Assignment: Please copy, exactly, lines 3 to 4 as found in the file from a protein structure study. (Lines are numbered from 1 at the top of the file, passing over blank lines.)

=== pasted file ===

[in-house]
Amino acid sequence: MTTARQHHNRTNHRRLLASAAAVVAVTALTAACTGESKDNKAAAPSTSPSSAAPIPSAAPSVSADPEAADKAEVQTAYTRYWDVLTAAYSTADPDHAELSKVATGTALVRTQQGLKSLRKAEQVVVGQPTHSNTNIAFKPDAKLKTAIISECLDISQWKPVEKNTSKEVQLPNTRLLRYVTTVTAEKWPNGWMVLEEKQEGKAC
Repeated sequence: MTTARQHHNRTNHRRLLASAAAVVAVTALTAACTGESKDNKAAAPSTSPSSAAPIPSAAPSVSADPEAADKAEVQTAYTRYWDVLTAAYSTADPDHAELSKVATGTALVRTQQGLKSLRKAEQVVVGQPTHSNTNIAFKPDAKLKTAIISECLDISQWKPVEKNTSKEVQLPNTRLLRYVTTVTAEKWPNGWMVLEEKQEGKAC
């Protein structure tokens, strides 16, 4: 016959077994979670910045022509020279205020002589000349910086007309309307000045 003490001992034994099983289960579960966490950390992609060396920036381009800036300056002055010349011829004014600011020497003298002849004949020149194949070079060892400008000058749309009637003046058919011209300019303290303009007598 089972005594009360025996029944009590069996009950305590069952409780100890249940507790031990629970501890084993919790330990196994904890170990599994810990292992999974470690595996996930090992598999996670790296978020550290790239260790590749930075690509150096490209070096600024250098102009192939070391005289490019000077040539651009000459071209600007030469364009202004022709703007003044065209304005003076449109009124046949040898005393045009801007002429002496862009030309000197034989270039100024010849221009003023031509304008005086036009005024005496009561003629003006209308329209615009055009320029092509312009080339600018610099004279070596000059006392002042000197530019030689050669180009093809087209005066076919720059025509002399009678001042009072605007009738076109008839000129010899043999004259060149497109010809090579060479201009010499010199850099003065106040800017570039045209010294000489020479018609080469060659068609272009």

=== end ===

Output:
Repeated sequence: MTTARQHHNRTNHRRLLASAAAVVAVTALTAACTGESKDNKAAAPSTSPSSAAPIPSAAPSVSADPEAADKAEVQTAYTRYWDVLTAAYSTADPDHAELSKVATGTALVRTQQGLKSLRKAEQVVVGQPTHSNTNIAFKPDAKLKTAIISECLDISQWKPVEKNTSKEVQLPNTRLLRYVTTVTAEKWPNGWMVLEEKQEGKAC
């Protein structure tokens, strides 16, 4: 016959077994979670910045022509020279205020002589000349910086007309309307000045 003490001992034994099983289960579960966490950390992609060396920036381009800036300056002055010349011829004014600011020497003298002849004949020149194949070079060892400008000058749309009637003046058919011209300019303290303009007598 089972005594009360025996029944009590069996009950305590069952409780100890249940507790031990629970501890084993919790330990196994904890170990599994810990292992999974470690595996996930090992598999996670790296978020550290790239260790590749930075690509150096490209070096600024250098102009192939070391005289490019000077040539651009000459071209600007030469364009202004022709703007003044065209304005003076449109009124046949040898005393045009801007002429002496862009030309000197034989270039100024010849221009003023031509304008005086036009005024005496009561003629003006209308329209615009055009320029092509312009080339600018610099004279070596000059006392002042000197530019030689050669180009093809087209005066076919720059025509002399009678001042009072605007009738076109008839000129010899043999004259060149497109010809090579060479201009010499010199850099003065106040800017570039045209010294000489020479018609080469060659068609272009």